Int. J. Environ. Res. Public Health 2011, 8(8), 3318-3332; doi:10.3390/ijerph8083318
Received: 20 July 2011 / Accepted: 11 August 2011 / Published: 15 August 2011
Cited by 1 | PDF Full-text (385 KB) | HTML Full-text | XML Full-text
Abstract
The objective of this study was to develop a method for measuring the mobility of persistent organic pollutants in the solid phase of soils within the context of environmental pollution risk assessment. A new diffusive probe, purposely designed by adapting the diffusive [...] Read more.
The objective of this study was to develop a method for measuring the mobility of persistent organic pollutants in the solid phase of soils within the context of environmental pollution risk assessment. A new diffusive probe, purposely designed by adapting the diffusive gradient technique method, measures labile organic species by immobilizing them after diffusion through a thin deionized water layer. The measure of the mass accumulated is used to calculate the flow of pollutant from solid phase to pore water. Naphthalene was chosen as a model persistent organic pollutant. The probe was calibrated at different temperatures and was then tested in several microcosms at different porosity and reactivities with naphthalene (one clay soil, two sandy soils and one natural soil). The probe response showed good agreement with the expected different abilities of the solid phases in restoring the solution phase. The concentration of naphthalene in the pore water was well buffered by rapid equilibria with the solid phase in the investigated natural soil. In contrast, pore water concentration in the sandy soils decreased rapidly and the flow was slackened, especially for the sandy soil with finer particles. In clay, only a fraction of the total naphthalene content was present in the labile fraction, while the remaining was tightly bound and was not released to the pore water. Therefore, this first stage of testing points out that the diffusive gradient technique, if optimized, can properly quantify the mobility of organic pollutants in soil. Full article
(This article belongs to the Special Issue Environmental Health Risk Assessment)
Figures

Open AccessArticle Fumonisin B1 Toxicity in Grower-Finisher Pigs: A Comparative Analysis of Genetically Engineered Bt Corn and non-Bt Corn by Using Quantitative Dietary Exposure Assessment Modeling
Int. J. Environ. Res. Public Health 2011, 8(8), 3179-3190; doi:10.3390/ijerph8083179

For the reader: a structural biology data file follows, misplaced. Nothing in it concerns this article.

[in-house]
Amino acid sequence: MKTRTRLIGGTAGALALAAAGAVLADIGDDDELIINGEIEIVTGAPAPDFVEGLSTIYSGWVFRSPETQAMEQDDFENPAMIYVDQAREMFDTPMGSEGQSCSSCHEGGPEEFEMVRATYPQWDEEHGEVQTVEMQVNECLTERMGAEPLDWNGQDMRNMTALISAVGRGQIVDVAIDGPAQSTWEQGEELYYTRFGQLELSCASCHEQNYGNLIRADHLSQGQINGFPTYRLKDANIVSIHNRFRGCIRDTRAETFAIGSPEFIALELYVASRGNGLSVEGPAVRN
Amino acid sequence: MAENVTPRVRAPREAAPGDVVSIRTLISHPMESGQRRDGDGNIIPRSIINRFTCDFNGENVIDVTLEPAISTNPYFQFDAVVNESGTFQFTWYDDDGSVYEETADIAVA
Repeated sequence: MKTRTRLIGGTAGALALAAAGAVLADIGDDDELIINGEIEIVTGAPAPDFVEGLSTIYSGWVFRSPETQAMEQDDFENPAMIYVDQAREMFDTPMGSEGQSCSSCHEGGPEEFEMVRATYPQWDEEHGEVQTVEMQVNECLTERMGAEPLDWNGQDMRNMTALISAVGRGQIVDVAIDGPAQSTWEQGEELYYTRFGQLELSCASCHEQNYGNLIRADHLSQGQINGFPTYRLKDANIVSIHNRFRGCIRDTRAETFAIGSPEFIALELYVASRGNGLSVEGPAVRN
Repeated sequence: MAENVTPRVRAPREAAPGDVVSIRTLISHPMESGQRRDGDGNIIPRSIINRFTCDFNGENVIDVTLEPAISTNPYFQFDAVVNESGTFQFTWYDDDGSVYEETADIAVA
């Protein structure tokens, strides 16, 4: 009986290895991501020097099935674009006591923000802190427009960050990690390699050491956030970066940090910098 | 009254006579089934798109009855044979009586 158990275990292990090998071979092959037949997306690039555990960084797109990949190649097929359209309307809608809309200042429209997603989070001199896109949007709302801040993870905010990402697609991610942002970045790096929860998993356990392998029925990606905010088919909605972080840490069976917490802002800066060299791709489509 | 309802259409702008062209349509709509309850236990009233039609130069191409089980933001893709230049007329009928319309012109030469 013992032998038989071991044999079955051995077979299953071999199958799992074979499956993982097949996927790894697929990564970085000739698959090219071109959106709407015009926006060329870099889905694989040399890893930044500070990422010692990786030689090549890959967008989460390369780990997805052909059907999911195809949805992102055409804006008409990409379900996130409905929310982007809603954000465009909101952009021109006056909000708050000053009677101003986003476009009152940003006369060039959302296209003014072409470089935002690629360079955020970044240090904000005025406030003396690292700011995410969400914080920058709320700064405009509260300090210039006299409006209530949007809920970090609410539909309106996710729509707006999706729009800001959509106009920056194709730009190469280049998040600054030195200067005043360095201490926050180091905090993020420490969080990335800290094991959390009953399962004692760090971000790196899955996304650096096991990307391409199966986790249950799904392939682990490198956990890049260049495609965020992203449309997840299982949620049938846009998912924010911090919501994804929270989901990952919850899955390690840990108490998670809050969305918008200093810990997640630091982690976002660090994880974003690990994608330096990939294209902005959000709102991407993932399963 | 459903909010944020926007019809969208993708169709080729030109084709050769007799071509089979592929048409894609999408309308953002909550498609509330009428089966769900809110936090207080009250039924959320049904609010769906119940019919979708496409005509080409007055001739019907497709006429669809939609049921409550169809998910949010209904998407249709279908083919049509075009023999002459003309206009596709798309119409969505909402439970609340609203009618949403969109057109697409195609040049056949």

Received: 11 May 2011 / Revised: 12 July 2011 / Accepted: 15 July 2011 / Published: 28 July 2011
PDF Full-text (322 KB) | HTML Full-text | XML Full-text
Abstract
In this study, we investigate the long-term exposure (20 weeks) to fumonisin B1 (FB1) in grower-finisher pigs by conducting a quantitative exposure assessment (QEA). Our analytical approach involved both deterministic and semi-stochastic modeling for dietary comparative analyses of FB [...] Read more.
In this study, we investigate the long-term exposure (20 weeks) to fumonisin B1 (FB1) in grower-finisher pigs by conducting a quantitative exposure assessment (QEA). Our analytical approach involved both deterministic and semi-stochastic modeling for dietary comparative analyses of FB1 exposures originating from genetically engineered Bacillus thuringiensis (Bt)-corn, conventional non-Bt corn and distiller’s dried grains with solubles (DDGS) derived from Bt and/or non-Bt corn. Results from both deterministic and semi-stochastic demonstrated a distinct difference of FB1 toxicity in feed between Bt corn and non-Bt corn. Semi-stochastic results predicted the lowest FB1 exposure for Bt grain with a mean of 1.5 mg FB1/kg diet and the highest FB1 exposure for a diet consisting of non-Bt grain and non-Bt DDGS with a mean of 7.87 mg FB1/kg diet; the chronic toxicological incipient level of concern is 1.0 mg of FB1/kg of diet. Deterministic results closely mirrored but tended to slightly under predict the mean result for the semi-stochastic analysis. This novel comparative QEA model reveals that diet scenarios where the source of grain is derived from Bt corn presents less potential to induce FB1 toxicity than diets containing non-Bt corn. Full article
(This article belongs to the Special Issue Environmental Health Risk Assessment)